Business of Bees
Meet Affirmative Action's Biggest Foe, Edward Blum

Business of Bees

Play Episode Listen Later Dec 15, 2022 20:23


For decades, over multiple decisions, the Supreme Court has been clear: The U.S. Constitution allows colleges to take race into account when they craft their incoming classes. And yet race-conscious admissions policies continue to face attacks. Today, on part three of our four-part series on affirmative action, we'll meet the man who has perhaps done more than any other in recent memory fighting to end the use of race in America's public policies. Will Edward Blum be successful in convincing today's solidly conservative high court to end affirmative action in education? Guests: Edward Blum, president of Students for Fair Admissions Ted Shaw, professor at the University of North Carolina School of Law Garrett Epps, professor at the University of Oregon School of Law Learn more about your ad choices. Visit megaphone.fm/adchoices

The Health Disparities Podcast
Affirmative Action: As severe under-representation of minorities in the healthcare workforce persists, affirmative action now faces a legal challenge in the Supreme Court.

The Health Disparities Podcast

Play Episode Listen Later Dec 15, 2022 30:26


Featuring Cara McClellan, JD, MEd, and Mary I. O'Connor, MD. Addressing the under-representation of racial minorities in the health professions is considered central to reducing overall health disparities and inequalities. Multiple “race-conscious” laws and policies have been introduced that seek to help marginalized communities, ranging from affirmative action to voting rights, reproductive rights, and environmental protections. Legal action now brought before the Supreme Court by conservative activist Edward Blum calling for all higher education admission applications to be effectively “color-blind” could end affirmative action as we know it, with wider ramifications for race-conscious legislation. In this episode of the Health Disparities Podcast, Cara McClellan, JD from the Advocacy for Racial and Civil (ARC) Justice Clinic at the University of Pennsylvania Carey School of Law in Philadelphia unpacks the origins of affirmative action with Dr. Mary O'Connor, Chair of Movement is Life. Together they discuss the foundational impact of the 14th Amendment to the United States Constitution, the role of the Freedmen's Bureau, the Civil Rights Act of 1964 and the Higher Education Act of 1965, and current judicial deliberations. Depending on how SCOTUS rules on overturning affirmative action, the long battle to desegregate higher education in the United States could take a backwards step. But are there alternative approaches? Copyright: Movement is Life 2022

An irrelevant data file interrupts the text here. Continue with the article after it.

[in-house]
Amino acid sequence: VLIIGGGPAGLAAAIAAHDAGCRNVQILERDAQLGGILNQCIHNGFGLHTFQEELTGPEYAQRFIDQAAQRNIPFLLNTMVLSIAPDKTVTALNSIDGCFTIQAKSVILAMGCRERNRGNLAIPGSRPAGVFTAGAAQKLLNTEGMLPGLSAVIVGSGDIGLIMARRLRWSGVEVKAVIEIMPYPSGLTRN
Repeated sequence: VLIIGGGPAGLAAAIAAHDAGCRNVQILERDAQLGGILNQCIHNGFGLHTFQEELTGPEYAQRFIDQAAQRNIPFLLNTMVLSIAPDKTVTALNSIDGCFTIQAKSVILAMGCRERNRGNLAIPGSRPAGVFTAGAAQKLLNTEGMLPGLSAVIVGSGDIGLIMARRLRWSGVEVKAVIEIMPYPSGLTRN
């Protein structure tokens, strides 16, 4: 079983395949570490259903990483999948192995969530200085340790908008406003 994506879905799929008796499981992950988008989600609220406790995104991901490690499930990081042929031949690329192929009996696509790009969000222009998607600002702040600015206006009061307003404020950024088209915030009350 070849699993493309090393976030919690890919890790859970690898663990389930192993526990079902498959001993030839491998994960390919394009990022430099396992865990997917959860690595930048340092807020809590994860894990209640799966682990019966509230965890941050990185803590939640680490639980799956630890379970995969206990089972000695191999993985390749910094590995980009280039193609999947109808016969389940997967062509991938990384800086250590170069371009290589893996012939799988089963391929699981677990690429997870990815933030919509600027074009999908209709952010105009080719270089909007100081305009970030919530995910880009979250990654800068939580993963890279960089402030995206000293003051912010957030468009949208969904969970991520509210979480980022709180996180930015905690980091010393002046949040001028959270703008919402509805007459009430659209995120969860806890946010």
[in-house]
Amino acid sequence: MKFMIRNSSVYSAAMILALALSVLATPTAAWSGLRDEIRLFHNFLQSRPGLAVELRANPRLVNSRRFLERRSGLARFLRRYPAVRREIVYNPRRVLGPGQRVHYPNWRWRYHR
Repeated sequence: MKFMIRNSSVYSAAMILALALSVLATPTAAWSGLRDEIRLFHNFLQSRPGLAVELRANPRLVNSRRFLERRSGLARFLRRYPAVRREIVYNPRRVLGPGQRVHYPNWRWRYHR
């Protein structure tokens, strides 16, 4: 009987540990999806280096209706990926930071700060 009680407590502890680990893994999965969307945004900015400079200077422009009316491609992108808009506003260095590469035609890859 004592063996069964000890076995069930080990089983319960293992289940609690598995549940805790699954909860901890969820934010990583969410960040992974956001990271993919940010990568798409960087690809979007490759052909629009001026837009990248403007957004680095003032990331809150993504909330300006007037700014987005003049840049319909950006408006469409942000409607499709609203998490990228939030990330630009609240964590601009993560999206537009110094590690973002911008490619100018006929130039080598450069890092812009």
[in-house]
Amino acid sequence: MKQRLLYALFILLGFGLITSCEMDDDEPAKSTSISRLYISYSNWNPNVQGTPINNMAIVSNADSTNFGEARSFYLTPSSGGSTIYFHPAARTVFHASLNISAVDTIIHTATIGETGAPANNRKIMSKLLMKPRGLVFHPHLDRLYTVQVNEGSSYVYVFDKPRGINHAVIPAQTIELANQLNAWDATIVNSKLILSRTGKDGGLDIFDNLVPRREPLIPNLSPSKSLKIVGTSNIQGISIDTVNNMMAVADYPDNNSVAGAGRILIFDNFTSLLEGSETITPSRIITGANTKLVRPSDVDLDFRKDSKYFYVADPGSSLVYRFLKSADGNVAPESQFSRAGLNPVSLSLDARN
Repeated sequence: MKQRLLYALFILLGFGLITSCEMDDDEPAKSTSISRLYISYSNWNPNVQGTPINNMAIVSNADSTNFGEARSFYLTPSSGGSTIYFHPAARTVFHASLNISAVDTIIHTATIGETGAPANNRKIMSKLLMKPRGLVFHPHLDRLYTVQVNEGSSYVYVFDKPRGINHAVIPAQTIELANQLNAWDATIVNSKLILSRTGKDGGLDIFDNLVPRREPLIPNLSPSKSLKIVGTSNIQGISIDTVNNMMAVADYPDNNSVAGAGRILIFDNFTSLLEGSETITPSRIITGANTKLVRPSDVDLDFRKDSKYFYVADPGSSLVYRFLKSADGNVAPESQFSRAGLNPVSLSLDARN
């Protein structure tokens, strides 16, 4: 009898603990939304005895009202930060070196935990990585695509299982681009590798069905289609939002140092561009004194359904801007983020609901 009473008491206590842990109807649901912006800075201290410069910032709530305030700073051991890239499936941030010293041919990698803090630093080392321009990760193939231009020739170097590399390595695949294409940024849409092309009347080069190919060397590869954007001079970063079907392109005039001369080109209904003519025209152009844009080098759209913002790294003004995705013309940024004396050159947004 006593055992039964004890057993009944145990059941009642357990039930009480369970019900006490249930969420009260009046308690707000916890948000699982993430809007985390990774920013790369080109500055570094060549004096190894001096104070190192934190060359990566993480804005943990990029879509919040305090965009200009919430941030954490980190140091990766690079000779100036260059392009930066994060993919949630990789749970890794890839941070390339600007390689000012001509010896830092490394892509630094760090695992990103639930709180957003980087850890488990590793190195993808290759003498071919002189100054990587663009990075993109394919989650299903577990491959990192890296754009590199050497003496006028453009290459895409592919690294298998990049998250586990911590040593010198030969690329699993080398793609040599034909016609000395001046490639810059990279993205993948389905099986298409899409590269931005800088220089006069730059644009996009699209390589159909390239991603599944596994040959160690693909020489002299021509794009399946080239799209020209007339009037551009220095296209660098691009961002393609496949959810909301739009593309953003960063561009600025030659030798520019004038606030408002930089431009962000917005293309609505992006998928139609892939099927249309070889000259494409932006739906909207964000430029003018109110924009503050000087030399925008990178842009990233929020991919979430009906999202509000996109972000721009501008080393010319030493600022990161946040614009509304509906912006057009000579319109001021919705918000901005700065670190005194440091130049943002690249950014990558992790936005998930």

WBUR News
As a more diverse Harvard braces for a Supreme Court ruling on affirmative action, what comes next?

WBUR News

Play Episode Listen Later Dec 9, 2022 4:57


The U.S. Supreme Court threatens to strike down affirmative action, which Harvard says is an indispensable tool in its efforts to build a welcoming and representative campus. But some experts say those efforts have been half-hearted.

CFR On the Record
Higher Education Webinar: Affirmative Action

CFR On the Record

Play Episode Listen Later Dec 8, 2022